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We hope you enjoyed our blog and gained some insight into the developments made by technology in sport. If you any thoughts or questions leave a comment below or tweet us using the hashtags:

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Technology in the Olympics

One of the most significant introductions to technology in sport over recent years was during the London 2012 Olympics last Summer. The Olympics is the worlds largest sporting event and requires state of the art technology to ensure that accurate readings are taken in each event and all athletes are provided with the ability to perform at their very best.

The best example of this is probably in the London 2012 athletics track which uses cutting edge technology designed by Monodo, an Italian company. The surface of this track contains rubber granules with cushion backing allowing for shock absorption when athletes run across it. The athletes are given spiked shoes for running in which use this shock absorption to penetrate the running surface and optimise slip resistance, traction and durability. When the runners reach the end of the they cross into the path of a laser beam.This is received by a light on the far side and once blocked by the athlete their time is recorded. Photo cells are then used to determine that it was the athletes torso which crossed the beam first in the event that the race is extremely close and more than one runner crosses the beam at the same time.

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The Olympic swimming pool at the London Aquatics centre was also fitted with a range of technology by Britain’s Devin Consulting. The pool has the ability to eliminate ambient water energy which causes the ripples and waves that move against swimmers and slow them down. It does this by swallowing the waves swimmers generate into overflow gutters and adjusting the water level remains in the circulation system to create turbulence. When the swimmers reach the end of the race they must touch a contact pad. These contact pads contain an accelerometer which measure the force of contact and once a pressure of 6.6 pounds is met the swimmers time is taken.

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In diving, divers are followed by a piece of technology known as a dive cam. This consists of a dive cam which can move in linear motion up and down a 50ft tube and extend deep below the surface of the water. When the diver leaves the spring board the camera drops down and is eventually stopped by a break system after the impact of the water is felt and risen back up to the top. The speed of which the camera descends is determined by the laws of physics and so for the entire length of the drop the camera is in line to the diver.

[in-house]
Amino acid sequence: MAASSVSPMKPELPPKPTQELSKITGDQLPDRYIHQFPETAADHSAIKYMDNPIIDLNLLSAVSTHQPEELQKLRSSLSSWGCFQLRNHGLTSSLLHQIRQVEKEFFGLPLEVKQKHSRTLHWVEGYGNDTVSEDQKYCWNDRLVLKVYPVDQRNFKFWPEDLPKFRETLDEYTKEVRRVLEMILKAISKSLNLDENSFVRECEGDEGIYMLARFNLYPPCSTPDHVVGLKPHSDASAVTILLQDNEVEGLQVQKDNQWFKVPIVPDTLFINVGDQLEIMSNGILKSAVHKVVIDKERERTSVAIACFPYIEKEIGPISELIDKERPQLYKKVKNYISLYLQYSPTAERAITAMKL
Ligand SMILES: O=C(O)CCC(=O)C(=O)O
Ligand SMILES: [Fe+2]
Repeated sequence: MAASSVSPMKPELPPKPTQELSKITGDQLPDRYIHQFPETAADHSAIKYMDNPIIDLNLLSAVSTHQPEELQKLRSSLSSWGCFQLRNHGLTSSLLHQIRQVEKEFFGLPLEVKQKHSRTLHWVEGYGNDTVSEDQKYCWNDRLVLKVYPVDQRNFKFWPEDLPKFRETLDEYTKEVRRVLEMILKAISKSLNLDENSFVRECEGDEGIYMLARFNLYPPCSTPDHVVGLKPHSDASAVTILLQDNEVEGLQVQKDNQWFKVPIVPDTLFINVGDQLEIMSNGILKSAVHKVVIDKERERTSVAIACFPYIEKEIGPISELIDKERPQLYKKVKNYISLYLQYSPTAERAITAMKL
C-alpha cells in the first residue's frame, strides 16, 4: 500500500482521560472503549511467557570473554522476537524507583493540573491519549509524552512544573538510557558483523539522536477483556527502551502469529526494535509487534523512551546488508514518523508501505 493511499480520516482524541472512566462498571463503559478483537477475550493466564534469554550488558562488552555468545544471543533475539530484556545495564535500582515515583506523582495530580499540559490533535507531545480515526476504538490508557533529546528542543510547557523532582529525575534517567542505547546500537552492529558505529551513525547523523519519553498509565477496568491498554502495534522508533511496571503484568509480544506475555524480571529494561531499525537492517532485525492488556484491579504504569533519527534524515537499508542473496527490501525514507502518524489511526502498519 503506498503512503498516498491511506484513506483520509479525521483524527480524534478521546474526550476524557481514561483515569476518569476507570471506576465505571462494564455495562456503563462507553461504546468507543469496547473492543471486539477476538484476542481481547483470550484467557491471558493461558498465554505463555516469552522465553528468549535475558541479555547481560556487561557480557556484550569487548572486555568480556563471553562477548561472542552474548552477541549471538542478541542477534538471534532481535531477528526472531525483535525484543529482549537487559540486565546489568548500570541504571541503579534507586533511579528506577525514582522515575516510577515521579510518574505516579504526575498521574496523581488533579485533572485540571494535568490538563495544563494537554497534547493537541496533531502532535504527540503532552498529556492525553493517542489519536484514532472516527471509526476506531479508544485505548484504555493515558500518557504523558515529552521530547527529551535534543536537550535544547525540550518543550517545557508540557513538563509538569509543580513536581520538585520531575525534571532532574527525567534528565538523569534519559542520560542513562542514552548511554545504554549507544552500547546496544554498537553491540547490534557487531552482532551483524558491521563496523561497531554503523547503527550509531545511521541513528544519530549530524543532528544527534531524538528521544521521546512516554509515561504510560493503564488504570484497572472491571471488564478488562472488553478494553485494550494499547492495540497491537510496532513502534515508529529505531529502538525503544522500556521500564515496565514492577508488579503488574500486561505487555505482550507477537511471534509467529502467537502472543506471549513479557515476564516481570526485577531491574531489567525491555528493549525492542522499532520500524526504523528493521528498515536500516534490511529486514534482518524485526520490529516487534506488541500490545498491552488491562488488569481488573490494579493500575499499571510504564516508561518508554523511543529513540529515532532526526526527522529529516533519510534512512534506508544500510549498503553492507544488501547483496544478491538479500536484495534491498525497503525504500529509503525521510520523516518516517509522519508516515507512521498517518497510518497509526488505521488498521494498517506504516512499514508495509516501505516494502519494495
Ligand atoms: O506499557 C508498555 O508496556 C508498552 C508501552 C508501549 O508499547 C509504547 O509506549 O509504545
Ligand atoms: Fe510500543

DiveCam

Video replay systems are a highly important feature of sporting events at the olympics. They give officials the ability to observe 3D replays with rotational  and stop motion views. This can often be helpful to aid in decision making and resolve situation where a controversal incident has taken place.


Probably the most advanced video replay system used at the olympics was a technology known as eyeVision. EyeVision allows for officials to view a replay from almost any angle and then rotate it to observe from different views. This replay system is the best ever introduced to sport but is highly expensive. It has only been used once since the olympics for the 2013 Superbowl.

Nutrition and Fitness Software

Nutrition and Fitness are probably the most important features which can affect an athletes performance in sport. Technology is rapidly becoming involved in the monitoring and analysing of athletes nutrition and fitness levels with software programs such as BodyByte.

training

BodyByte is a software program developed to organize and manage  all the information associated with athletes nutrition, fitness and training. It provides a greater accuracy than manual analyse and has been used to aid a number of sports coaches and professionals, allowing  to improve on their athletes diet and training routine.

BodyByte is a highly adaptable software product with a user-friendly interface that can be used in a range of different sports. It has numerous features, including giving the trainer the ability to plan and record exercise routines, compile meal and daily meal plans for the athletes, assess the fitness and physical performance of athletes and keep a record of all data found.

Sports Technology for everyday life

This post was set up to show what technology can help non-athletic, everyday people to get fit or lose weight. Over the past number of years there has been a massive increase in the amount of sporting technology that is available for use to ordinary everyday people.